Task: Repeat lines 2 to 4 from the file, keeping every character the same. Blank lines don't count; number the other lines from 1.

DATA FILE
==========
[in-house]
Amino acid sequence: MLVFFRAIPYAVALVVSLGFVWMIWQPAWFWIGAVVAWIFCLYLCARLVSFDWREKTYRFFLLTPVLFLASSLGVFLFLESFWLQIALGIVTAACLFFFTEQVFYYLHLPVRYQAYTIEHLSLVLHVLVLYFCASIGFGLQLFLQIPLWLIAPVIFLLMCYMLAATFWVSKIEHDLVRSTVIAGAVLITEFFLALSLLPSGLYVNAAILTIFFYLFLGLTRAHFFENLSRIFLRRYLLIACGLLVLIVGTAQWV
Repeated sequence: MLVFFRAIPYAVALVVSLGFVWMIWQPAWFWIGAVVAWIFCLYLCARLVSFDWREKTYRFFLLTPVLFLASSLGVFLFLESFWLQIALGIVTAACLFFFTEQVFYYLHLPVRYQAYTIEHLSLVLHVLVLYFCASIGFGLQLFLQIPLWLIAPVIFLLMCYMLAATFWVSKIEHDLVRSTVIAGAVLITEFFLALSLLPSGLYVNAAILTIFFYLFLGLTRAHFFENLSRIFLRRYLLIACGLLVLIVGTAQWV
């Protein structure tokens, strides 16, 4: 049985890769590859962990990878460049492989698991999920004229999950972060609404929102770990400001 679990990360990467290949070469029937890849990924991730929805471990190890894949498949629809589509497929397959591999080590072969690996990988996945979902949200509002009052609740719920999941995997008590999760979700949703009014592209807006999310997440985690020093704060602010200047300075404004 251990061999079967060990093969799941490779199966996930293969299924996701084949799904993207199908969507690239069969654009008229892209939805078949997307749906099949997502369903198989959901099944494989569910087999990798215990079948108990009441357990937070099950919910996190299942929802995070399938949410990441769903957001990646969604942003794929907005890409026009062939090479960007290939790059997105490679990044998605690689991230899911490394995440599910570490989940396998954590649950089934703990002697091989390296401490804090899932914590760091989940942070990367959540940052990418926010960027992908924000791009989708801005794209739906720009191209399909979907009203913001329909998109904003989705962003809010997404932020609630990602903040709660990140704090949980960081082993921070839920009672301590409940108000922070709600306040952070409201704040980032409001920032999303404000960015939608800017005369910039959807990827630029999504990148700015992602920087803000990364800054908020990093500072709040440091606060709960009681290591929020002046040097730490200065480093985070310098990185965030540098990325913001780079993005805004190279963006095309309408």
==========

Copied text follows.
Amino acid sequence: MLVFFRAIPYAVALVVSLGFVWMIWQPAWFWIGAVVAWIFCLYLCARLVSFDWREKTYRFFLLTPVLFLASSLGVFLFLESFWLQIALGIVTAACLFFFTEQVFYYLHLPVRYQAYTIEHLSLVLHVLVLYFCASIGFGLQLFLQIPLWLIAPVIFLLMCYMLAATFWVSKIEHDLVRSTVIAGAVLITEFFLALSLLPSGLYVNAAILTIFFYLFLGLTRAHFFENLSRIFLRRYLLIACGLLVLIVGTAQWV
Repeated sequence: MLVFFRAIPYAVALVVSLGFVWMIWQPAWFWIGAVVAWIFCLYLCARLVSFDWREKTYRFFLLTPVLFLASSLGVFLFLESFWLQIALGIVTAACLFFFTEQVFYYLHLPVRYQAYTIEHLSLVLHVLVLYFCASIGFGLQLFLQIPLWLIAPVIFLLMCYMLAATFWVSKIEHDLVRSTVIAGAVLITEFFLALSLLPSGLYVNAAILTIFFYLFLGLTRAHFFENLSRIFLRRYLLIACGLLVLIVGTAQWV
């Protein structure tokens, strides 16, 4: 049985890769590859962990990878460049492989698991999920004229999950972060609404929102770990400001 679990990360990467290949070469029937890849990924991730929805471990190890894949498949629809589509497929397959591999080590072969690996990988996945979902949200509002009052609740719920999941995997008590999760979700949703009014592209807006999310997440985690020093704060602010200047300075404004 251990061999079967060990093969799941490779199966996930293969299924996701084949799904993207199908969507690239069969654009008229892209939805078949997307749906099949997502369903198989959901099944494989569910087999990798215990079948108990009441357990937070099950919910996190299942929802995070399938949410990441769903957001990646969604942003794929907005890409026009062939090479960007290939790059997105490679990044998605690689991230899911490394995440599910570490989940396998954590649950089934703990002697091989390296401490804090899932914590760091989940942070990367959540940052990418926010960027992908924000791009989708801005794209739906720009191209399909979907009203913001329909998109904003989705962003809010997404932020609630990602903040709660990140704090949980960081082993921070839920009672301590409940108000922070709600306040952070409201704040980032409001920032999303404000960015939608800017005369910039959807990827630029999504990148700015992602920087803000990364800054908020990093500072709040440091606060709960009681290591929020002046040097730490200065480093985070310098990185965030540098990325913001780079993005805004190279963006095309309408």